Joachim Breitner

Left recursive parser combinators via sharing

Published 2023-09-10 in sections English, Haskell.

At this year’s ICFP in Seattle I gave a talk about my rec-def Haskell library, which I have blogged about before here. While my functional pearl paper focuses on a concrete use-case and the tricks of the implementation, in my talk I put the emphasis on the high-level idea: it beholds of a declarative lazy functional like Haskell that recursive equations just work whenever they describe a (unique) solution. Like in the paper, I used equations between sets as the running example, and only conjectured that it should also work for other domains, in particular parser combinators.

Naturally, someone called my bluff and asked if I actually tried it. I had not, but I should have, because it works nicely and is actually more straight-forward than with sets. I wrote up a prototype and showed it off a few days later as a lightning talk at Haskell Symposium; here is the write up that goes along with that.

Parser combinators

Parser combinators are libraries that provide little functions (combinators) that you compose to define your parser directly in your programming language, as opposed to using external tools that read some grammar description and generate parser code, and are quite popular in Haskell (e.g. parsec, attoparsec, megaparsec).

Let us define a little parser that recognizes sequences of as:

ghci> let aaa = tok 'a' *> aaa <|> pure ()
ghci> parse aaa "aaaa"
Just ()
ghci> parse aaa "aabaa"


This works nicely, but just because we were lucky: We wrote the parser to recurse on the right (of the *>), and this happens to work. If we put the recursive call first, it doesn’t anymore:

ghci> let aaa = aaa <* tok 'a' <|> pure ()
ghci> parse aaa "aaaa"

This is a well-known problem (see for example Nicolas Wu’s overview paper), all the common parser combinator libraries cannot handle it and the usual advise is to refactor your grammar to avoid left recursion.

But there are some libraries that can handle left recursion, at least with a little help from the programmer. I found two variations:

  • The library provides an explicit fix point combinator, and as long as that is used, left-recursion works. This is for example described by Frost, Hafiz and Callaghan by, and (of course) Oleg Kiselyov has an implementation of this too.

  • The library expects explicit labels on recursive productions, so that the library can recognize left-recursion. I found an implementation of this idea in the Agda.Utils.Parser.MemoisedCPS module in the Agda code, the gll library seems to follow this style and Jaro discusses it as well.

I took the module from the Agda source and simplified a bit for the purposes of this demonstration (Parser.hs). Indeed, I can make the left-recursive grammar work:

ghci> let aaa = memoise ":-)" $ aaa <* tok 'a' <|> pure ()
ghci> parse aaa "aaaa"
Just ()
ghci> parse aaa "aabaa"

It does not matter what I pass to memoise, as long as I do not pass the same key when memoising a different parser.

For reference, an excerpt of the the API of Parser:

data Parser k tok a -- k is type of keys, tok type of tokens (e.g. Char)
instance Functor (Parser k tok)
instance Applicative (Parser k tok)
instance Alternative (Parser k tok)
instance Monad (Parser k tok)
parse :: Parser k tok a -> [tok] -> Maybe a
sat :: (tok -> Bool) -> Parser k tok tok
tok :: Eq tok => tok -> Parser k tok tok
memoise :: Ord k => k -> Parser k tok a -> Parser k tok a

Left-recursion through sharing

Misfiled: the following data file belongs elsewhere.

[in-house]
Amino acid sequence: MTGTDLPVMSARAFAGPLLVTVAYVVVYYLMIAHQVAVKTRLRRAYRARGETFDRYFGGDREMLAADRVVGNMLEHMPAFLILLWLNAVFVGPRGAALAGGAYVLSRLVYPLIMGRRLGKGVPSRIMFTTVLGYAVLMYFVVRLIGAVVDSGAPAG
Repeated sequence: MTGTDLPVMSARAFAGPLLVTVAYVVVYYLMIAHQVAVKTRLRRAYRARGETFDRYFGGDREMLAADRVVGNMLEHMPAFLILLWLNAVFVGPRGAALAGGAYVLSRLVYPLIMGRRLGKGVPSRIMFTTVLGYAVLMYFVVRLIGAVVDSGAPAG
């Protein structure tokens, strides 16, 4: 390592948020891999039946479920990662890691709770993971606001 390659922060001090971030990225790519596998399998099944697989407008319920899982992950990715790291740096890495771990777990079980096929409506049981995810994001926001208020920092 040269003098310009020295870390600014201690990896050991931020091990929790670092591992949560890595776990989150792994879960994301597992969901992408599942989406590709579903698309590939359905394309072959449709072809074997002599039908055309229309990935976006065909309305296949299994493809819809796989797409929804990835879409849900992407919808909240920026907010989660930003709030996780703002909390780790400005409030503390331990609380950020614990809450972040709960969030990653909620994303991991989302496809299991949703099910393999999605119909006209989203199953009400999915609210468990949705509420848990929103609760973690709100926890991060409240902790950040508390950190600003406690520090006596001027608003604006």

To follow the agenda set out in my talk, I now want to wrap that parser in a way that relieves me from having to insert the calls to memoise. To start, I import that parser qualified, define a newtype around it, and start lifting some of the functions:

import qualified Parser as P

newtype Parser tok a = MkP { unP :: P.Parser Unique tok a }

parse :: Parser tok a -> [tok] -> Maybe a
parses (MkP p) = P.parse p

sat :: Typeable tok => (tok -> Bool) -> Parser tok tok
sat p = MkP (P.sat p)

tok :: Eq tok => tok -> Parser tok tok
tok t = MkP (P.tok t)

So far, nothing interesting had to happen, because so far I cannot build recursive parsers. The first interesting combinator that allows me to do that is <*> from the Applicative class, so I should use memoise there. The question is: Where does the unique key come from?


As with the rec-def library, pure code won’t do, and I have to get my hands dirty: I really want a fresh unique label out of thin air. To that end, I define the following combinator, with naming aided by Richard Eisenberg:

propriocept :: (Unique -> a) -> a
propriocept f = unsafePerformIO $ f <$> newUnique

A thunk defined with propriocept will know about it’s own identity, and will be able to tell itself apart from other such thunks. This gives us a form of observable sharing, precisely what we need. But before we return to our parser combinators, let us briefly explore this combinator.

Using propriocept I can define an operation cons :: [Int] -> [Int] that records (the hash of) this Unique in the list:

ghci> let cons xs = propriocept (\x -> hashUnique x : xs)
ghci> :t cons
cons :: [Int] -> [Int]

This lets us see the identity of a list cell, that is, of the concrete object in memory.

Naturally, if we construct a finite list, each list cell is different:

ghci> cons (cons (cons []))

And if we do that again, we see that fresh list cells are allocated:

ghci> cons (cons (cons []))

We can create an infinite list; if we do it without sharing, every cell is separate:

ghci> take 20 (acyclic 0)

but if we tie the knot using sharing, all the cells in the list are actually the same:

ghci> let cyclic = cons cyclic
ghci> take 20 cyclic

We can achieve the same using fix from Data.Function:

ghci> import Data.Function
ghci> take 20 (fix cons)

I explore these heap structures more visually in a series of screencasts.

So with propriocept we can distinguish different heap objects, and also recognize when we come across the same heap object again.

Left-recursion through sharing (cont.)

With that we return to our parser. We define a smart constructor for the new Parser that passes the unique from propriocept to the underlying parser’s memoise function:

withMemo :: P.Parser Unique tok a -> Parser tok a
withMemo p = propriocept $ \u -> MkP $ P.memoise u p